The Carpathians

The Carpathians What happens when the town of Puamahara begins to profit from its legend and the astronomers discovering the Gravity Star predict an unthinkable future Mattina Brecon a New Yorker arrives in Kowhai

  • Title: The Carpathians
  • Author: Janet Frame
  • ISBN: null
  • Page: 331
  • Format: Paperback
  • What happens when the town of Puamahara begins to profit from its legend and the astronomers discovering the Gravity Star predict an unthinkable future Mattina Brecon, a New Yorker, arrives in Kowhai Street, Puamahara, where her painstaking study of her neighbours is interrupted by a new kind of cataclysmic event Mattina finds herself in possession of a Kowhai Street thaWhat happens when the town of Puamahara begins to profit from its legend and the astronomers discovering the Gravity Star predict an unthinkable future Mattina Brecon, a New Yorker, arrives in Kowhai Street, Puamahara, where her painstaking study of her neighbours is interrupted by a new kind of cataclysmic event Mattina finds herself in possession of a Kowhai Street that is without people, language or memory.This novel won the 1989 Commonwealth Writers Prize and the Ansett New Zealand Book Award It was Janet Frame s last novel.

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      Published :2018-08-22T18:33:26+00:00

    1 thought on “The Carpathians”

    1. “The human race is an elsewhere race and I am an imposter in a street of imposters. I am nothing and no-one: I was never born. I am a graduate imposter, having applied myself from my earliest years to the study of the development of imposture as practiced in myself and in others around me in street, town, city, country, and on earth. The imposture begins with the first germ of disbelief in being, in self, and this allied to the conviction of the ‘unalterable certainty of truth”, produces t [...]

    2. The Carpathians by Janet FrameI always feel a bit dumb when I read Janet Frame. I feel like I am missing the main message—as though I’m really only scratching the surface and missing out on all the layers underneath of rich and complex meaning. The Carpathians is a story about language. I think it’s a story about the power of language and the importance of words and language. Mattina is an independently wealthy New Yorker with a penchant for ‘learning’ about other cultures. By this I d [...]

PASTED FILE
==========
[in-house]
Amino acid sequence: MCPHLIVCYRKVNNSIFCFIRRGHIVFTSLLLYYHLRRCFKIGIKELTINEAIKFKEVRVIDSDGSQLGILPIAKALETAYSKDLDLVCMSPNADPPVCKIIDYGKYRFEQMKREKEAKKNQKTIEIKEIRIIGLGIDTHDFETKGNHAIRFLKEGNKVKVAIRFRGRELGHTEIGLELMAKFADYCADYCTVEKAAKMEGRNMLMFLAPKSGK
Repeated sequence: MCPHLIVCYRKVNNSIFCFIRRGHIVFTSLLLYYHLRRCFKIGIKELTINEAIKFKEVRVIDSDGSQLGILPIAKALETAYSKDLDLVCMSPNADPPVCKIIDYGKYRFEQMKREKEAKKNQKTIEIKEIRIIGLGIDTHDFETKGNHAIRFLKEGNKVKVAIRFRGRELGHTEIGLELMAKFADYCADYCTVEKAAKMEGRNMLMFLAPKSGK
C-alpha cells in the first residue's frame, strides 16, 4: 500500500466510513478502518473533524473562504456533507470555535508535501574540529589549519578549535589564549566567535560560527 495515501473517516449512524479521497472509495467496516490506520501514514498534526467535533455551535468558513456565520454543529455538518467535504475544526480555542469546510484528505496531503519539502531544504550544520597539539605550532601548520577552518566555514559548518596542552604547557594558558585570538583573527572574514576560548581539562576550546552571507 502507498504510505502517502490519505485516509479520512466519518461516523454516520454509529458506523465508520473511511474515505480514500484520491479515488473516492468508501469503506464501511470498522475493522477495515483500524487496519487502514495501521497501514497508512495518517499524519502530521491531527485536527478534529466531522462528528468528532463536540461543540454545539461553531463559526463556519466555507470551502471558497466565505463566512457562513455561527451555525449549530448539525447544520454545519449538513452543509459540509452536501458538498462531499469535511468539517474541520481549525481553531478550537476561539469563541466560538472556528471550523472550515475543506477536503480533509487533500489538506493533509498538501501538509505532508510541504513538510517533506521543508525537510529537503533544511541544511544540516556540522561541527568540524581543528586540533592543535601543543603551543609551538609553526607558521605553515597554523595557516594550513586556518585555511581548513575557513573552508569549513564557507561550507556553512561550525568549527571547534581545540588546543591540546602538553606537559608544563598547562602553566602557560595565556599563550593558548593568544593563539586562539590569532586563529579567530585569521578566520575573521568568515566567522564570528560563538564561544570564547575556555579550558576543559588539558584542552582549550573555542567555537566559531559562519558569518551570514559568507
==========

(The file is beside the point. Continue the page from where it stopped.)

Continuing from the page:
3. I really liked this book. It's actually a kind of optimistic Janet Frame book! Shock horror! Plus about two thirds of the way through the book takes a sudden left turn into surreal magic realism which I thought was both ballsy and awesome.

    4. The book jacket shows a smiling, bespectacled woman who was “[l]iterally rescued from a lobotomy at the age of 29 by the news of her first literary award.” In a note preceding the novel, Frame writes that she was greatly influenced “by [her] mother (recently dead) and by [her] father.” For these reasons, I really, really wanted to like this book.Mattina Brecon, our protagonist, is a New Yorker with enough money to buy real estate around the world, never work, to patronize indigenous New [...]

    5. a whole street of bourgeois in nice homes, in an idyllic neighborhood surrounded by peace and possibly the secret of humans in the universe, suddenly are all terrorized and eventually murdered and disappearedthing to see here folks, move along, and hey! big auction and homes for sale, homes for sale! ahh. either you are a janet frame fan or not, for the fans. a classic. too bad, my little synop is not even close to what all is going on with this novel. just the murder, none of the love.

    6. Just startedbut have heard good things said of her writing.Ok. Have since given up on this novel. I find her style overly verbose and cryptic, and not in a way that really piqued my interest. She bored me. I must be missing something here as I hear only good things about her writing.

    7. A really peculiar book, with some metafictional and magical realist touches, but that ultimately shows a singular take on the world. Frame is a writer that I definitely need to explore more of. I was rather taken with the setting in Puamahara, a fictional location that may have been modelled on Levin, the small town I lived in for a while. Frame brings an outside perspective to New Zealand provincialism but her main focus is the concept of memory and distance, which she explores through the lege [...]